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Talking about Child Sexual Abuse

Child sexual abuse is a serious issue that affects a significant number of children. 1 in 3 girls and 1 in 6 boys will be impacted by sexual violence before the age of 18. It is important for children to understand what sexual abuse is so they have the language to properly talk about their bodies and be able to openly explain if something has happened to them so they can get the support they need to live healthy, abuse-free lives.

Although adults may find it difficult to discuss sexual abuse with children, it is a conversation that needs to happen as until we break the silence around this crime, acts of violence against children will continue to happen in secrecy.

Child sexual abuse myths

Myth: Most children are sexually abused by strangers.85 per cent of the time, the offender is someone that the child knows and trusts.

Myth: Children often lie about being sexually abused.
In child sexual abuse cases reported to Children’s Services in 1998, 4 per cent of those cases were considered intentional ‘false allegations’ (Vine, Trocmé and Finlay, 2006).

Myth: Most parents would know if their child had been sexually abused.
Disclosure can be very traumatic for a child, and a large majority of children never tell anyone about the abuse - even their parents. This may include reasons like experiencing fear of not being believed; being blamed; showing disloyalty to their abuser or family; believing the abuse is their fault/that they could have done something to stop it; or they may unconsciously block out the abuse entirely.

Myth: Discussing child sexual abuse with children will make them afraid of ‘good’ touches from well-meaning and caring people.
Children often know the difference between appropriate and inappropriate touches from a very early age. Talking with children early about body boundaries and properly naming their body parts will give children the language they need to tell someone they trust if someone makes them feel uncomfortable.

Indicators of child sexual abuse

Most indicators of child sexual abuse are common coping strategies for children when they experience stress in their lives.

Here are a few that may indicate abuse:

Signs of physical injury or illness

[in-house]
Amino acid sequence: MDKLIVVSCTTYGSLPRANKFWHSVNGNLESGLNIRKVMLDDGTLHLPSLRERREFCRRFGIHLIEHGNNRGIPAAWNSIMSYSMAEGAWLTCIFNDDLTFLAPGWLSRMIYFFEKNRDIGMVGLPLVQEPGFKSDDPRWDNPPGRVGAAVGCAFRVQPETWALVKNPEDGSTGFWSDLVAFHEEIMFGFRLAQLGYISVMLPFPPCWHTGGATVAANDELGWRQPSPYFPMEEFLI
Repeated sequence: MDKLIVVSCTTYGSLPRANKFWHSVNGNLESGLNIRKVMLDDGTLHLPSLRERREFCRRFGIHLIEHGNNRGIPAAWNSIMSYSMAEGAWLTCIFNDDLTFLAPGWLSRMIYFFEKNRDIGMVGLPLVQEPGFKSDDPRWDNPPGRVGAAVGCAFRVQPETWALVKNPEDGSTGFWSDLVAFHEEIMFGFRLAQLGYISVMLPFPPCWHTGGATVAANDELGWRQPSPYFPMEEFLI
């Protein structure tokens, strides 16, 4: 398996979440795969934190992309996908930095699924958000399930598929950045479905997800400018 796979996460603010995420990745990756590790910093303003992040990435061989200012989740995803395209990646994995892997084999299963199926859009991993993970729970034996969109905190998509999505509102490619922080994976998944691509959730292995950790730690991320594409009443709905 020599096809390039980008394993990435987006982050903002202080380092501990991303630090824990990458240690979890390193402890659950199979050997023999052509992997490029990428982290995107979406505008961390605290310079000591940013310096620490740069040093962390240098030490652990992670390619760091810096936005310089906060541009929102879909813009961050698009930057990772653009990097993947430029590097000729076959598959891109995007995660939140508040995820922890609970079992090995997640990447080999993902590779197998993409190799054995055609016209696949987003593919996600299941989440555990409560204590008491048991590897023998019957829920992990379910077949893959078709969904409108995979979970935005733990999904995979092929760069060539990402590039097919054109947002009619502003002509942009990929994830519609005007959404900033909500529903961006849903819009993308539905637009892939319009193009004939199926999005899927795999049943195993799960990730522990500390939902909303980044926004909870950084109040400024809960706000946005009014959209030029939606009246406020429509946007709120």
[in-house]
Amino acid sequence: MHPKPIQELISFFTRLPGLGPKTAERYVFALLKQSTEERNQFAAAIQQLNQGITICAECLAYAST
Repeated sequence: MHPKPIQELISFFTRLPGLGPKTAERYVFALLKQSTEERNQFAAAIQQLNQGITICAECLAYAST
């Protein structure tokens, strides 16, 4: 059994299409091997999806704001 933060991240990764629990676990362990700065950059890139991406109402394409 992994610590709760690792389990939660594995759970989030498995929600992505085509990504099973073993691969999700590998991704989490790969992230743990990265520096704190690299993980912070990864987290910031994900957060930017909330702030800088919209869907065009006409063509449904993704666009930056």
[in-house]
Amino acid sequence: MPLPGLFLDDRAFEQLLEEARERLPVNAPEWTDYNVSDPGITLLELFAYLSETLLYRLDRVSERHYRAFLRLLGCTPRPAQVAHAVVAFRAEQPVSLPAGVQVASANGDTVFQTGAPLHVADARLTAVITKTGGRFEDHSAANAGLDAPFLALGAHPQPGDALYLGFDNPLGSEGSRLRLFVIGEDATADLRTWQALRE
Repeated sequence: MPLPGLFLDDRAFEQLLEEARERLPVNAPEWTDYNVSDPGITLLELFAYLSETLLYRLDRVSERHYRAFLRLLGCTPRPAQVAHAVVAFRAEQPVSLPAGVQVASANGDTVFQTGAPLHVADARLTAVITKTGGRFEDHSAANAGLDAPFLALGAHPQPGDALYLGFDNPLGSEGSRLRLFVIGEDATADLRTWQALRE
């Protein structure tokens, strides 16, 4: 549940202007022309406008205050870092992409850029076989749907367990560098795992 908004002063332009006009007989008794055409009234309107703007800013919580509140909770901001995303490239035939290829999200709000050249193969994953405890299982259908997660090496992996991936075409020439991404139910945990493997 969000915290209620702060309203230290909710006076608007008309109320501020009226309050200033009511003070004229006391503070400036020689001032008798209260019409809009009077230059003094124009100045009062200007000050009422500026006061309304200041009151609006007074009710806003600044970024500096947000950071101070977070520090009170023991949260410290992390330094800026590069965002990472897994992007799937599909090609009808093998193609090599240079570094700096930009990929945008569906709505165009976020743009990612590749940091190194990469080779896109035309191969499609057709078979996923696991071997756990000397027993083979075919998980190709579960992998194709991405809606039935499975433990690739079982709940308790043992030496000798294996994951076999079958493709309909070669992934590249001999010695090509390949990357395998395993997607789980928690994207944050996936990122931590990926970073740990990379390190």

Changes at school
Destructive behavior
Sexual acting out

If a child is engaging in one or two of these behaviors, it doesn’t necessarily mean they are being abused, but  may be indicative of stress in a child’s life, which still requires intervention.

What makes children vulnerable?

The following are a few examples that increase children’s vulnerability to offenders:

Children are dependent and taught blind obedience to parents/caregivers/adults.
Adults are physically, mentally and emotionally stronger.
Children are taught about the dangers of strangers, but often not taught about body boundaries from family members and family members’ close friends.
Children may not know what child sexual abuse is and may have been told that what they are experiencing is normal and happens to all kids.
Children are often not believed when they do tell.

How to support a child who has been sexually abused

Children have the ability to overcome challenges after experiencing trauma and with the proper support, can still go on to lead positive, healthy lives.

Many factors can contribute to a child’s ability to heal. If a child discloses they have been abused, they need to know:

They are believed.
They are safe.
They did the right thing by telling/showing they needed help.
They are very brave for telling/showing they needed help.
The abuse was in no way their fault.
They are not alone.
They are much more than the abuse they experienced.

Putting an end to child sexual abuse takes a community response. We all need to educate ourselves on this issue and engage in healthy conversations with our children about consent and body boundaries at a young age to decrease the stigma, shame and silence that coincides with this crime.

Calgary Communities Against Sexual Abuse (CCASA) is the primary sexual assault and sexual abuse crisis and education service provider for Calgary and surrounding areas. For more information on CCASA programs and services or to learn about how to engage in healthy conversations with your child, visit or call the support and information line at 403-237-5888.

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